Author Archives: David T. Dixon

The Black Brigade and the Defense of Cincinnati

Panic seized citizens of Cincinnati during the first days of September, as the potential consequences of the recent Confederate victory at Richmond, Kentucky became apparent. As defeated Federal soldiers retreated north toward Louisville, Queen City residents worried that Confederate general … Continue reading

Posted in Civilian, Common Soldier, Monuments, USCT, Western Theater | Tagged , , , , | 2 Comments

History, Heritage, and Hate: The Fate of Confederate Monuments in my Ancestral Home

Last week, a statue of Confederate General Nathan Bedford Forrest was taken down by city commissioners in Rome, Georgia. The monument, erected in 1909 by the local chapter of the United Daughters of the Confederacy, had stood in Myrtle Grove … Continue reading

Posted in Memory, Monuments | Tagged , , | 39 Comments

Treüe der Union: A German Union Man Cheats Death in Texas

Three days after the attack on August 10, 1862, Ernst Cramer returned to the battlefield near the Nueces River to search for his wounded friends. Nineteen dead German Americans, bloated, blackened, and putrid in the unrelenting west Texas heat lay … Continue reading

Posted in Civilian, Common Soldier, Immigrants | Tagged , , , , , , | 5 Comments

John Wolcott Phelps’ Emancipation Proclamation

The voyage of the U.S. Frigate Constitution ended at Ship island, a barrier island off the Gulf coast of Mississippi in December, 1861. Prior to disembarking, Brigadier General John Wolcott Phelps gathered all passengers on deck and recited one of … Continue reading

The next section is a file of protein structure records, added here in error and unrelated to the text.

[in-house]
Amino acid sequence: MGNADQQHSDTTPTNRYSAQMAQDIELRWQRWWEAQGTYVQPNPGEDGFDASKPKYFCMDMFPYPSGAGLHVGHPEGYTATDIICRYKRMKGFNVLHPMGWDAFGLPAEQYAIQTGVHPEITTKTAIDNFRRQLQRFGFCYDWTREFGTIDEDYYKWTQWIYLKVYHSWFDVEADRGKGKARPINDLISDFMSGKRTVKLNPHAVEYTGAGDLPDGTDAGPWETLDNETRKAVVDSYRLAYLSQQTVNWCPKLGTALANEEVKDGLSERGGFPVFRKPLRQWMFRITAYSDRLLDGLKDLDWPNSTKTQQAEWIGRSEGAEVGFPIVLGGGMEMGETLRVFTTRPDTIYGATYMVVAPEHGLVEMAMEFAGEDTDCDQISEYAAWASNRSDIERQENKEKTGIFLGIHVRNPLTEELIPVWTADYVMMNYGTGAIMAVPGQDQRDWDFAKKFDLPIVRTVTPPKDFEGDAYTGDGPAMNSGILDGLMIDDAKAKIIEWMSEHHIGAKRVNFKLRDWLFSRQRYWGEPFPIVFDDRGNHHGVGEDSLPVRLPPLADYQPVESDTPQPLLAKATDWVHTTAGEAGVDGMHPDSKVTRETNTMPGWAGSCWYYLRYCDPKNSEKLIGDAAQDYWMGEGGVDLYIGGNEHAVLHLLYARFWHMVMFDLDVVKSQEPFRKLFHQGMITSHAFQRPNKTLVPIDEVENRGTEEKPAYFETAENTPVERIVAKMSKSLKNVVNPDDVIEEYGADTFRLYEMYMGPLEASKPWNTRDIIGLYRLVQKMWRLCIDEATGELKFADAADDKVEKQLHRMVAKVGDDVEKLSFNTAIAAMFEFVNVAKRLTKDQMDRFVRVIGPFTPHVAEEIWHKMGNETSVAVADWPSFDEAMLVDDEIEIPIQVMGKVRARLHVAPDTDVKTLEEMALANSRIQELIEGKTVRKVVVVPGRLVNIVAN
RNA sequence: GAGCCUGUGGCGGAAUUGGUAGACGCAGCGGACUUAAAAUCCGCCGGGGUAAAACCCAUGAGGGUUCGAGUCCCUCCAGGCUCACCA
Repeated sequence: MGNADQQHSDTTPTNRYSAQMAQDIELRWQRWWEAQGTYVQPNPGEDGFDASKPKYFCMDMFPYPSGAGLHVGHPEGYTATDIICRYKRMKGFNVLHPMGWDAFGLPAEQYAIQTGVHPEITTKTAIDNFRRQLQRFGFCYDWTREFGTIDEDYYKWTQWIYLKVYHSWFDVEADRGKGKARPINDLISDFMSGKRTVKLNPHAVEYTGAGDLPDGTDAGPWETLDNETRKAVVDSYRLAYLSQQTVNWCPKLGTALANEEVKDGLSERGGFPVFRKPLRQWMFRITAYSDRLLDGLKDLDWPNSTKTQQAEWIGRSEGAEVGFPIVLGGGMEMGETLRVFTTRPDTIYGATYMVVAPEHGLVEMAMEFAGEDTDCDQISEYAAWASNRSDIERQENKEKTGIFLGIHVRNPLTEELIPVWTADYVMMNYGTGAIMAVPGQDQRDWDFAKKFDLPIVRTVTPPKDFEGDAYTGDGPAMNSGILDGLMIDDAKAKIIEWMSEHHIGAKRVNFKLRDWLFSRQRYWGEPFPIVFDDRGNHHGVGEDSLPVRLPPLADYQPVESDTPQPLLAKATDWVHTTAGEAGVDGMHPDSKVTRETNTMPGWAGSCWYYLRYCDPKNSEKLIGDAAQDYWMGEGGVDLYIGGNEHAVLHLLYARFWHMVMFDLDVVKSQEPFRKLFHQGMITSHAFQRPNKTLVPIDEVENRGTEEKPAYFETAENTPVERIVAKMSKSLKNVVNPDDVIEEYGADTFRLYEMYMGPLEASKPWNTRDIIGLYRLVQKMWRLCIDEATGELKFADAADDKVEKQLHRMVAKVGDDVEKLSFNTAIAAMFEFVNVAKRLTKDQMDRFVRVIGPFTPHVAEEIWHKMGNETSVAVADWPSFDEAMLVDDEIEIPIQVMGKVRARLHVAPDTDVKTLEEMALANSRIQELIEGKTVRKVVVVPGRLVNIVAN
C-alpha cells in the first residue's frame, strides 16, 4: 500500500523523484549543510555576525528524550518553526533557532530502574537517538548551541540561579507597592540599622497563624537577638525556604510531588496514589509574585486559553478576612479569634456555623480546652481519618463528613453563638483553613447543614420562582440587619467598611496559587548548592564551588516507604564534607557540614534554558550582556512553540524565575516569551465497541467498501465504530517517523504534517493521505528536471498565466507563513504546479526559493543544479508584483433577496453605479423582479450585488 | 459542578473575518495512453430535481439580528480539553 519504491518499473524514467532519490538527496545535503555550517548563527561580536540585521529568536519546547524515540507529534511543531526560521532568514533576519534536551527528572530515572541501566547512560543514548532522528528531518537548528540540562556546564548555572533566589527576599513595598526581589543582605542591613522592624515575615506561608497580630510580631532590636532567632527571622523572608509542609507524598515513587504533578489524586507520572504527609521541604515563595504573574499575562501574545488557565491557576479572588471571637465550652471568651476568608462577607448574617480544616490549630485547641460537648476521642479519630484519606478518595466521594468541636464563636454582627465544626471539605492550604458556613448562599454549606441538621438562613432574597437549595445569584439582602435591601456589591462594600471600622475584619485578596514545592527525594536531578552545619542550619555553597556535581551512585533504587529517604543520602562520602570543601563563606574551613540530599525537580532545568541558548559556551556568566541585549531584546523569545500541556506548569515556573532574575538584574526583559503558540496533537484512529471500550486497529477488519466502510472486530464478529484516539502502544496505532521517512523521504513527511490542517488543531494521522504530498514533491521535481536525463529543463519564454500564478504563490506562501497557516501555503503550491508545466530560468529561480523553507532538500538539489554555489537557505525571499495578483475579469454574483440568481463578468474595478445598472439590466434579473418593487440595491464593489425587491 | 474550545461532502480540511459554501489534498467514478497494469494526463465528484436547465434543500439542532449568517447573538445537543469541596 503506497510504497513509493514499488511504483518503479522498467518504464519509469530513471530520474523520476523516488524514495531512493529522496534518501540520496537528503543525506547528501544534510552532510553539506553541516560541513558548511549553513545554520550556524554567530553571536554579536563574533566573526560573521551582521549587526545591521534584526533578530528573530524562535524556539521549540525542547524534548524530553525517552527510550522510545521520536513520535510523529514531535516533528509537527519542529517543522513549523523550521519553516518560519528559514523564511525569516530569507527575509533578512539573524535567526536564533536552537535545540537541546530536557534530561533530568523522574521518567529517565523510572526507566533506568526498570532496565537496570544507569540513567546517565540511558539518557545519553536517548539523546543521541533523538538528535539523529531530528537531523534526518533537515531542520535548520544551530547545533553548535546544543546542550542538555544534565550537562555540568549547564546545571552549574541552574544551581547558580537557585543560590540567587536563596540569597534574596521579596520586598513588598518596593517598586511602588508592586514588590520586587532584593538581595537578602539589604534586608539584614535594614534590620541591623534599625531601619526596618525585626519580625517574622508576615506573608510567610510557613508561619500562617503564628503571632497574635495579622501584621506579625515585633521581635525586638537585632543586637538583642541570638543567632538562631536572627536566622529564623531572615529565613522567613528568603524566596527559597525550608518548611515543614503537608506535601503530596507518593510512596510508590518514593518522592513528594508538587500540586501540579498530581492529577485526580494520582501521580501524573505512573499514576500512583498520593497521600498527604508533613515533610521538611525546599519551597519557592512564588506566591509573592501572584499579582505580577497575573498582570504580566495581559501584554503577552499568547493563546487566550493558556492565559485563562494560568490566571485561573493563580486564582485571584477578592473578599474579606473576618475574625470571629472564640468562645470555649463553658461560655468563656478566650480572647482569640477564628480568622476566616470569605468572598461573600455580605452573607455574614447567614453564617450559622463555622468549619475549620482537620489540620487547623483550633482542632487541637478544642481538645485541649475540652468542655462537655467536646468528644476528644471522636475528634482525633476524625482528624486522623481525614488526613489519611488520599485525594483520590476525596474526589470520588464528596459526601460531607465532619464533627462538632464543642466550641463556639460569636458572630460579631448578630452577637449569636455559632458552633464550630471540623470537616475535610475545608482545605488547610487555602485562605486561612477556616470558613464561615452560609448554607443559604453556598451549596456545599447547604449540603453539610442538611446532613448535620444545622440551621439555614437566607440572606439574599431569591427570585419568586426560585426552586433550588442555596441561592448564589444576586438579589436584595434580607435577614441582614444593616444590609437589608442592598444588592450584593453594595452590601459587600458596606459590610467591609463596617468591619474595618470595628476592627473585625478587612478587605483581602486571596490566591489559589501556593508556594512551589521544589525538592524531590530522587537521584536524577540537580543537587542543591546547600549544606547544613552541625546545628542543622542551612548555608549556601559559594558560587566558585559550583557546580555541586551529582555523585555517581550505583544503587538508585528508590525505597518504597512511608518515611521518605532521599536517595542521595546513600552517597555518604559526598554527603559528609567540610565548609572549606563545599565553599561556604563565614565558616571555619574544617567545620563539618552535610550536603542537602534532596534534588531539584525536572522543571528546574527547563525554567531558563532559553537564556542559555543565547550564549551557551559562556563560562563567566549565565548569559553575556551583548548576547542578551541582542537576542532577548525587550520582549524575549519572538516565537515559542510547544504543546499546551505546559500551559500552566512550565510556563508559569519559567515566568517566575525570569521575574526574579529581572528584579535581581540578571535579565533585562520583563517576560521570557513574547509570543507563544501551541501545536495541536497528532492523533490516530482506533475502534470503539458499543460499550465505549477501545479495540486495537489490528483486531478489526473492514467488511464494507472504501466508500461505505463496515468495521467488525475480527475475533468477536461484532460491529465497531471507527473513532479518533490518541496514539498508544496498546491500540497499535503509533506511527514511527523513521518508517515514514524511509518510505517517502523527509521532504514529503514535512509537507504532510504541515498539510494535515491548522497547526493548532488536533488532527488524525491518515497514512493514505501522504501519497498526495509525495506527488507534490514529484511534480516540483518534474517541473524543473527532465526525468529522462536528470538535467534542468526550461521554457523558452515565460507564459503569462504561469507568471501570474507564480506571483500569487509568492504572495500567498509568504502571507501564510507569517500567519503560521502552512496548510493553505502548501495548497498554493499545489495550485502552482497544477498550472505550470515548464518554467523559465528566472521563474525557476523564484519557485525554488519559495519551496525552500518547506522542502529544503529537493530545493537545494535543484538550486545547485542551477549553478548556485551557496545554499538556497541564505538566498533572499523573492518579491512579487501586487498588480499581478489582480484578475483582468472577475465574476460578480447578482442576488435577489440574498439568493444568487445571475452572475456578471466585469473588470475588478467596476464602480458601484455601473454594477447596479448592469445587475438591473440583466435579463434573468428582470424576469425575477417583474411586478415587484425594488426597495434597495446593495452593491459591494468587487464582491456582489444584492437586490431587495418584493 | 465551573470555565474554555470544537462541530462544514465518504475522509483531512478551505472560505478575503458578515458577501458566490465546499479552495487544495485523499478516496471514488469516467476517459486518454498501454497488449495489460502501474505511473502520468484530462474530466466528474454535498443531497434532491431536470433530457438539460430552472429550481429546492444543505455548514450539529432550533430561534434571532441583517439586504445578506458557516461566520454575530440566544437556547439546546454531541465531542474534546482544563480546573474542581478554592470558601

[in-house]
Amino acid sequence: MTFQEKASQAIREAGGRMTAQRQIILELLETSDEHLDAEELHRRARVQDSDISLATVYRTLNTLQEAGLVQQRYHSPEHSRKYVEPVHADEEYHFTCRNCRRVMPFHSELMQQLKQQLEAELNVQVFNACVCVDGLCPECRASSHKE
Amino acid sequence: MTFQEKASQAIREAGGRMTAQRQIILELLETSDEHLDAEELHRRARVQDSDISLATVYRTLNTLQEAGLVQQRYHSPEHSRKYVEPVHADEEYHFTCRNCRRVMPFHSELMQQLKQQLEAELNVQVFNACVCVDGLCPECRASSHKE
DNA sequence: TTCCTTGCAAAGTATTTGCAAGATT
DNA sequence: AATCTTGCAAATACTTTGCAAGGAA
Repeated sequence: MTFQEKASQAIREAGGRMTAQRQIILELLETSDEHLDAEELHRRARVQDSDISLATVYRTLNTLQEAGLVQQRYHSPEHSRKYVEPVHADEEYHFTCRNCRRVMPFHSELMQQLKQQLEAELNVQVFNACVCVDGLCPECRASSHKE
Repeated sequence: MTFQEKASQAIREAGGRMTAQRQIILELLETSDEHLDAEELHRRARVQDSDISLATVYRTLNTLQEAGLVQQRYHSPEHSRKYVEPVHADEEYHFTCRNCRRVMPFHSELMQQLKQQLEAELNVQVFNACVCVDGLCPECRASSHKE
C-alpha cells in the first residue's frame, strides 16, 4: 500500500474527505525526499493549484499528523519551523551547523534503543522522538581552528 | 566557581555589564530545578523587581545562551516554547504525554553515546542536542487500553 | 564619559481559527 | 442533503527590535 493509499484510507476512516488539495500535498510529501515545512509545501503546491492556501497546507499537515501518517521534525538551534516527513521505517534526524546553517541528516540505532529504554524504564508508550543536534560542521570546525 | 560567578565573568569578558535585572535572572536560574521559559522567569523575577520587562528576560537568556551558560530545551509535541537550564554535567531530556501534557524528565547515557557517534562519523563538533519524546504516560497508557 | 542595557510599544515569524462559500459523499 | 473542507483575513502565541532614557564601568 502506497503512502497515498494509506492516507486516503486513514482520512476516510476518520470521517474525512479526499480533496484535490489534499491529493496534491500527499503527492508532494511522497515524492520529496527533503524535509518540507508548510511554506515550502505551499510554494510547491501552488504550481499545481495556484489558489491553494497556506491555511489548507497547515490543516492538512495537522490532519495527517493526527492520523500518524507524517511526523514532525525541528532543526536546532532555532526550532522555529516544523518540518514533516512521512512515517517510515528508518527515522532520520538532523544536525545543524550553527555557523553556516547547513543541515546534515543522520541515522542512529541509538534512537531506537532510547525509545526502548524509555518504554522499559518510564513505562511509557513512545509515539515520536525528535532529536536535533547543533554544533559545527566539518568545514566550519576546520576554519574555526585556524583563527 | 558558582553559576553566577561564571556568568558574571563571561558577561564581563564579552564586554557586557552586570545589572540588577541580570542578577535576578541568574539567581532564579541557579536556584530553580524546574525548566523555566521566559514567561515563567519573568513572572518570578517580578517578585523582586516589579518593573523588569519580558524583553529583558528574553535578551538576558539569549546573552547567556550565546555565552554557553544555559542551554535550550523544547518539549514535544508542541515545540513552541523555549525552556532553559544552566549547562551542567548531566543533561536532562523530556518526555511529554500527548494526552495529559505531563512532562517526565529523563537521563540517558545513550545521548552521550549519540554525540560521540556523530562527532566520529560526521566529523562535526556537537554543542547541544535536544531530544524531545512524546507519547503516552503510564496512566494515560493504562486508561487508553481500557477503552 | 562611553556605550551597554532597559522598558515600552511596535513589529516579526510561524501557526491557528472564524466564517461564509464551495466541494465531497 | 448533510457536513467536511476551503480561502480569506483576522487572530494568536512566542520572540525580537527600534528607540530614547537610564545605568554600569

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A Doctor, His Enslaved Man, and Georgia’s Union Circle (part two)

The devastation and upheaval created in the neighborhood near the Battle at Resaca gave people like Dr. Gideon’s enslaved man, Owen, their first viable opportunity to aid the Union cause. Owen Gideon was born into slavery about 1834 in Hall … Continue reading

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A Doctor, His Enslaved Man, and North Georgia’s Union Circle (part one)

Dr. Berry Gideon, his wife, and seven daughters watched helplessly as flames devoured their home next to the Western and Atlantic Railroad, between the towns of Calhoun and Resaca, on June 18, 1864. Union soldiers allowed the family fifteen minutes … Continue reading

Posted in Antebellum South, Common Soldier, Slavery, USCT | Tagged , , | 1 Comment

Lincoln’s Gettysburg Address and the 1864 Election

Among the many rich rhetorical legacies US presidents have left to future generations, the Gettysburg Address dwarfs them all. Lincoln took scarcely more than two minutes to deliver a worthy tribute to fallen Federal soldiers and paint an inspirational vision … Continue reading

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The Astonishing Life of an Italian American Civil War Soldier

Lt. Charles DeRudio inched along on his belly through dense underbrush to the bottom of a dry creek bed, concealing himself to avoid capture and certain death. Pistol shots rang out nearby, followed by female voices. DeRudio raised his head … Continue reading

Posted in Cavalry, Immigrants, Personalities, USCT | Tagged , , , , | 5 Comments

Tactical Innovation in the Civil War?

The mere typing of this blog post title fills me with dread and nervous anticipation. As an historian who does biography, I focus on the life story of my central character— how she developed her social and political beliefs, changed … Continue reading

Posted in Arms & Armaments, Common Soldier, Weapons, Western Theater | Tagged , , , , | 16 Comments

Biography: No Longer the Stepchild of Civil War History

For much of the twentieth century, biography was a genre ignored or demeaned by many academic historians. Traditional cradle-to-grave biographies focused on the so-called “great men of history.” They consigned women, immigrants, people of color, and lesser known figures to … Continue reading

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